To get to know what commands are available in the telnet shell, type help at the shell prompt. To get more information about a specific command, type help followed by the command (e.g. help range).


In the IDE, you can double click on the bin/unet sh localhost lines to connect a slave shell to the appropriate node.

Ping daemon simulation

In the previous chapter, we developed an agent (ping daemon) and tested it. We used the samples/ping/ping-sim.groovy simulation DSL script for this. It’s time to look at the essential parts of the script and understand how they work:

//! Simulation: 3-node network with ping daemons

import org.arl.fjage.*

platform = RealTimePlatform

simulate {
  node '1', address: 1, location: [0, 0, 0], shell: true, stack: { container ->
    container.add 'ping', new PingDaemon() "${script.parent}/fshrc.groovy"
  node '2', address: 2, location: [, 0, 0], stack: { container ->
    container.add 'ping', new PingDaemon()
  node '3', address: 3, location: [, 0, 0], stack: { container ->
    container.add 'ping', new PingDaemon()

We are already familiar with most of the script directives. The node directives are used to create 3 nodes with names ‘1’, ‘2’ and ‘3’ and addresses 1, 2 and 3 at 1 km spacing along the x-axis. The stack on each node is defined by the closure specified, by adding our ping daemon to the node’s container. We also set up a console shell (shell: true) on node 1 and customize it by loading an additional initialization script fshrc.groovy containing the ping command that we used at the shell prompt in the last chapter.


Fjåge 1.3 and above offers a graphical shell that is quite powerful and easy to use. To use the graphical shell, we simply specify shell: GUI instead of shell: true above. Give it a try (simply type “bin/unet sh 0” in a terminal to give it a go) … once you get used to it, you’d probably not want to go back to the console shell!

ALOHA simulation

In the Getting Started chapter, we have already come across the ALOHA simulation. We next take a look at extracts from the source code of the simulation and understand how they work. The entire source code is available at samples/aloha/aloha.groovy.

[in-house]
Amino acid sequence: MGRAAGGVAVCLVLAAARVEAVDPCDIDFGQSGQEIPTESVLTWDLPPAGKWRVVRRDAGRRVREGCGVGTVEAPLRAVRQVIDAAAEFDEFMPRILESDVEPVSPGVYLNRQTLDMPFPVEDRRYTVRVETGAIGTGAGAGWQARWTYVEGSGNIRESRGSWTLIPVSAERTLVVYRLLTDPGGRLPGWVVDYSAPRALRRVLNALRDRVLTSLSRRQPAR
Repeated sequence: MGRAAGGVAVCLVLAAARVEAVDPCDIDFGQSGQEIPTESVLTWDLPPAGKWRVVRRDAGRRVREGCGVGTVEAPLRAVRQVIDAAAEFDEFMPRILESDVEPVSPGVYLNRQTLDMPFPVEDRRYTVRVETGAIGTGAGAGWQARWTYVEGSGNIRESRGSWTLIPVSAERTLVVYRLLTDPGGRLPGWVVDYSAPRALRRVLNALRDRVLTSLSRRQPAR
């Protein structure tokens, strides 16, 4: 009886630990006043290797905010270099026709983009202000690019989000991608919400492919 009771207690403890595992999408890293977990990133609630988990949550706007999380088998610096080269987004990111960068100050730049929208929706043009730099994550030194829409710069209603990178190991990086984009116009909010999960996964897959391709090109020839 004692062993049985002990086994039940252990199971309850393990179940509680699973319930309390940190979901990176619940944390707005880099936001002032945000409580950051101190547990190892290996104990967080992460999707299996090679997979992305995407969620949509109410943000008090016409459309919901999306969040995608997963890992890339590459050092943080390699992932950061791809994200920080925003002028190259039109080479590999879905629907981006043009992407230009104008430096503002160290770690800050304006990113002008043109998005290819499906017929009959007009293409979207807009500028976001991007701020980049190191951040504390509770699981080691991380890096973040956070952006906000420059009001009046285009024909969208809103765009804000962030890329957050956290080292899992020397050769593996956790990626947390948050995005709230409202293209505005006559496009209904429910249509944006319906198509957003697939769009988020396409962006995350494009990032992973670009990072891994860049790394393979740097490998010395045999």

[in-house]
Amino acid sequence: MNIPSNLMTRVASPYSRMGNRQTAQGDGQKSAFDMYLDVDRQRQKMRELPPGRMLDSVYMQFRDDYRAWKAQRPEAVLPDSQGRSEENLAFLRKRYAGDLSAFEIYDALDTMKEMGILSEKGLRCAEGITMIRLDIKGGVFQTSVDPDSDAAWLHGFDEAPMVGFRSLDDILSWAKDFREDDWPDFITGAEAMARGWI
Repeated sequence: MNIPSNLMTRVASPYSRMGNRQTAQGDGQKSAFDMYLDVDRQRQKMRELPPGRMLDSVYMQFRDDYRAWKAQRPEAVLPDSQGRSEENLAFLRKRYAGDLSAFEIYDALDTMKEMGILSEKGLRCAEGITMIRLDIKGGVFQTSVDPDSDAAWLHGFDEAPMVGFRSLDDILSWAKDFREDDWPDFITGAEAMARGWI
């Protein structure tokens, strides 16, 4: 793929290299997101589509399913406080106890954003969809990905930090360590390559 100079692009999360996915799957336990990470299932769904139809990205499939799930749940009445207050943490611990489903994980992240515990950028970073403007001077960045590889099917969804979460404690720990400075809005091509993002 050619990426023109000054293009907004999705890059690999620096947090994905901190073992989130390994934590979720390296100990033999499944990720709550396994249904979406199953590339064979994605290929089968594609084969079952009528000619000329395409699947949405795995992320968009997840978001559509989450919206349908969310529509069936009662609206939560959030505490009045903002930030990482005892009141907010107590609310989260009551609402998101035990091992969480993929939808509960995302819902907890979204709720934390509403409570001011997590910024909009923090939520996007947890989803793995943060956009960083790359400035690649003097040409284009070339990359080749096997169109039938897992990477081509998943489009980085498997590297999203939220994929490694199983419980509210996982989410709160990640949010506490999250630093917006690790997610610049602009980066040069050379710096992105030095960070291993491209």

The core ALOHA simulation is implemented by adding a Poisson arrival process behavior (for a specified load) during the startup of each node. When the arrival behavior is triggered on a node, we abort any ongoing transmission/reception at that node and transmit a new physical layer frame to a randomly chosen destination node (excluding itself):

//! Simulation: Aloha wireless network

def nodes = 1..4                      // list of nodes (4 nodes)
def T = 2.hours                       // simulate for 2 hours

simulate T, {
  // setup each node at origin to ensure no propagation delay between nodes
  nodes.each { myAddr ->
    def myNode = node("${myAddr}", address: myAddr, location: [0, 0, 0])
    myNode.startup = {
      def phy = agentForService PHYSICAL
      add new PoissonBehavior(1000*nodes.size()/load, {
        // drop any ongoing TX/RX and then send frame to random node, except myself
        phy << new ClearReq()
        phy << new TxFrameReq(to: rnditem(nodes-myAddr), type: DATA)
  } // each
}  // simulate


Either of DatagramReq or TxFrameReq could have been used in our simulation. DatagramReq is a generic transmission request that most agents support. TxFrameReq is a special type of DatagramReq at the physical layer, and provides additional options such as timestamping, etc.

The rnditem(list) closure allows a random item to be chosen from a list. In the above simulation, the random item is chosen from the set of all nodes except myAddr. The frame type used is DATA since the default throughput statistics computed only considers data frames.


Other convenience closures related to random number generation include rnd(min, max) which generates a uniformly distributed random number between min and max, and rndint(n) which generates a uniformly distributed random number between 0 and n-1.